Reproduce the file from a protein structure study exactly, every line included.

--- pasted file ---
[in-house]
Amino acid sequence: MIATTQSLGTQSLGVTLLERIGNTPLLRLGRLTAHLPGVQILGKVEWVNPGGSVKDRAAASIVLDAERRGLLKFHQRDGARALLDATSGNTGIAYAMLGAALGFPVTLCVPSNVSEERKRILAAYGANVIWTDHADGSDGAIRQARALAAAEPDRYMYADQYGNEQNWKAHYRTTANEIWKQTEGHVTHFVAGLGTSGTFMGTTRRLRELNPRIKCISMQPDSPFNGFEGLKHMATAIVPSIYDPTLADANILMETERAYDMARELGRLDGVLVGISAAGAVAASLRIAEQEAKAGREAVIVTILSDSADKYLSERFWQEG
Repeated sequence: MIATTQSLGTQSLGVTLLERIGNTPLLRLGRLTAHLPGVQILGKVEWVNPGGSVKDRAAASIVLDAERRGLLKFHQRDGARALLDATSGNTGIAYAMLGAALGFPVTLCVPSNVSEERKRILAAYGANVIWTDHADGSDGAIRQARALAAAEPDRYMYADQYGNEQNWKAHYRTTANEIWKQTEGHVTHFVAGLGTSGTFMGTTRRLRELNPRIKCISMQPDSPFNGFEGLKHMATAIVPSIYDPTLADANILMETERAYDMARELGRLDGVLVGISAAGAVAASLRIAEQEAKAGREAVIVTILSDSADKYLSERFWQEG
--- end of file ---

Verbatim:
[in-house]
Amino acid sequence: MIATTQSLGTQSLGVTLLERIGNTPLLRLGRLTAHLPGVQILGKVEWVNPGGSVKDRAAASIVLDAERRGLLKFHQRDGARALLDATSGNTGIAYAMLGAALGFPVTLCVPSNVSEERKRILAAYGANVIWTDHADGSDGAIRQARALAAAEPDRYMYADQYGNEQNWKAHYRTTANEIWKQTEGHVTHFVAGLGTSGTFMGTTRRLRELNPRIKCISMQPDSPFNGFEGLKHMATAIVPSIYDPTLADANILMETERAYDMARELGRLDGVLVGISAAGAVAASLRIAEQEAKAGREAVIVTILSDSADKYLSERFWQEG
Repeated sequence: MIATTQSLGTQSLGVTLLERIGNTPLLRLGRLTAHLPGVQILGKVEWVNPGGSVKDRAAASIVLDAERRGLLKFHQRDGARALLDATSGNTGIAYAMLGAALGFPVTLCVPSNVSEERKRILAAYGANVIWTDHADGSDGAIRQARALAAAEPDRYMYADQYGNEQNWKAHYRTTANEIWKQTEGHVTHFVAGLGTSGTFMGTTRRLRELNPRIKCISMQPDSPFNGFEGLKHMATAIVPSIYDPTLADANILMETERAYDMARELGRLDGVLVGISAAGAVAASLRIAEQEAKAGREAVIVTILSDSADKYLSERFWQEG